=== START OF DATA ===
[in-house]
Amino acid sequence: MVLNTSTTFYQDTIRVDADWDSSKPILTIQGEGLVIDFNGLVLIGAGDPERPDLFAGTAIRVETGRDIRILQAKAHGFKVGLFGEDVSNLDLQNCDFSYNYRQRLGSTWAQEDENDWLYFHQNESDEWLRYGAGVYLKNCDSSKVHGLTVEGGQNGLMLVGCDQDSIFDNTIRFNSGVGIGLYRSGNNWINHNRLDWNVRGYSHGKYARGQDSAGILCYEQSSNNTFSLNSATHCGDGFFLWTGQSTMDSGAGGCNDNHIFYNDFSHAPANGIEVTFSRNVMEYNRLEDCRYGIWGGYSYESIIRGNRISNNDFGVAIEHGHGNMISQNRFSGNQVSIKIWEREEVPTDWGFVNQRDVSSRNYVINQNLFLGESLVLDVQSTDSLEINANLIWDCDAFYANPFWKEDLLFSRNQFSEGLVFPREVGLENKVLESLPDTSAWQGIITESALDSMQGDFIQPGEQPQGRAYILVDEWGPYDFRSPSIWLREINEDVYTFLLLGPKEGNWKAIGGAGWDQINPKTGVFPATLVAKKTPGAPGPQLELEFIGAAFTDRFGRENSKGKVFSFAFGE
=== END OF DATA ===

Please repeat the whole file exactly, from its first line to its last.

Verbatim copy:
[in-house]
Amino acid sequence: MVLNTSTTFYQDTIRVDADWDSSKPILTIQGEGLVIDFNGLVLIGAGDPERPDLFAGTAIRVETGRDIRILQAKAHGFKVGLFGEDVSNLDLQNCDFSYNYRQRLGSTWAQEDENDWLYFHQNESDEWLRYGAGVYLKNCDSSKVHGLTVEGGQNGLMLVGCDQDSIFDNTIRFNSGVGIGLYRSGNNWINHNRLDWNVRGYSHGKYARGQDSAGILCYEQSSNNTFSLNSATHCGDGFFLWTGQSTMDSGAGGCNDNHIFYNDFSHAPANGIEVTFSRNVMEYNRLEDCRYGIWGGYSYESIIRGNRISNNDFGVAIEHGHGNMISQNRFSGNQVSIKIWEREEVPTDWGFVNQRDVSSRNYVINQNLFLGESLVLDVQSTDSLEINANLIWDCDAFYANPFWKEDLLFSRNQFSEGLVFPREVGLENKVLESLPDTSAWQGIITESALDSMQGDFIQPGEQPQGRAYILVDEWGPYDFRSPSIWLREINEDVYTFLLLGPKEGNWKAIGGAGWDQINPKTGVFPATLVAKKTPGAPGPQLELEFIGAAFTDRFGRENSKGKVFSFAFGE